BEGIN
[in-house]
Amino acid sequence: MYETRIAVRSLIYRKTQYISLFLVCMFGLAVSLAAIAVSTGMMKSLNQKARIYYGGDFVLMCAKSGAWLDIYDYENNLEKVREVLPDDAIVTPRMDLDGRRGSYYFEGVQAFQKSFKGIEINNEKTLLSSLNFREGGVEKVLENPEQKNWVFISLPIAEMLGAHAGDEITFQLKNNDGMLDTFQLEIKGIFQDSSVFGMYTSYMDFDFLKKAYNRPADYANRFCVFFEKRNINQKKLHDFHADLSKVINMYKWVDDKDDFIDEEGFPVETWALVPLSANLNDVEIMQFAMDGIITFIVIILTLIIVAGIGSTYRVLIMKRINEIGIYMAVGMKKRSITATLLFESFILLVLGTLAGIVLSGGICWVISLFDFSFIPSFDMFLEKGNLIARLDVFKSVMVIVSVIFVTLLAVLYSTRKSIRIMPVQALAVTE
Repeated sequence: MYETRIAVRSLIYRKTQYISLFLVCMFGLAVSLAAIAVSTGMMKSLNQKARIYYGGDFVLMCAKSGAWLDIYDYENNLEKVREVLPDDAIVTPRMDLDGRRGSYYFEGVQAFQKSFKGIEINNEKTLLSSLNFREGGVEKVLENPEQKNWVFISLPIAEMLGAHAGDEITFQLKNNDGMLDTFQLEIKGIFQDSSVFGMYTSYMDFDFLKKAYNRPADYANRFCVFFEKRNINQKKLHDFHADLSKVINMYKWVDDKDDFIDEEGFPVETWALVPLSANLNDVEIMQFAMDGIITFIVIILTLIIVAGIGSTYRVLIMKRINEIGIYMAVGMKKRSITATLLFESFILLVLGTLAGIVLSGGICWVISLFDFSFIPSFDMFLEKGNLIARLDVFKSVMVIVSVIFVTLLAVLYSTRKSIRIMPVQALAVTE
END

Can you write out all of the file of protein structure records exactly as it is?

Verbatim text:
[in-house]
Amino acid sequence: MYETRIAVRSLIYRKTQYISLFLVCMFGLAVSLAAIAVSTGMMKSLNQKARIYYGGDFVLMCAKSGAWLDIYDYENNLEKVREVLPDDAIVTPRMDLDGRRGSYYFEGVQAFQKSFKGIEINNEKTLLSSLNFREGGVEKVLENPEQKNWVFISLPIAEMLGAHAGDEITFQLKNNDGMLDTFQLEIKGIFQDSSVFGMYTSYMDFDFLKKAYNRPADYANRFCVFFEKRNINQKKLHDFHADLSKVINMYKWVDDKDDFIDEEGFPVETWALVPLSANLNDVEIMQFAMDGIITFIVIILTLIIVAGIGSTYRVLIMKRINEIGIYMAVGMKKRSITATLLFESFILLVLGTLAGIVLSGGICWVISLFDFSFIPSFDMFLEKGNLIARLDVFKSVMVIVSVIFVTLLAVLYSTRKSIRIMPVQALAVTE
Repeated sequence: MYETRIAVRSLIYRKTQYISLFLVCMFGLAVSLAAIAVSTGMMKSLNQKARIYYGGDFVLMCAKSGAWLDIYDYENNLEKVREVLPDDAIVTPRMDLDGRRGSYYFEGVQAFQKSFKGIEINNEKTLLSSLNFREGGVEKVLENPEQKNWVFISLPIAEMLGAHAGDEITFQLKNNDGMLDTFQLEIKGIFQDSSVFGMYTSYMDFDFLKKAYNRPADYANRFCVFFEKRNINQKKLHDFHADLSKVINMYKWVDDKDDFIDEEGFPVETWALVPLSANLNDVEIMQFAMDGIITFIVIILTLIIVAGIGSTYRVLIMKRINEIGIYMAVGMKKRSITATLLFESFILLVLGTLAGIVLSGGICWVISLFDFSFIPSFDMFLEKGNLIARLDVFKSVMVIVSVIFVTLLAVLYSTRKSIRIMPVQALAVTE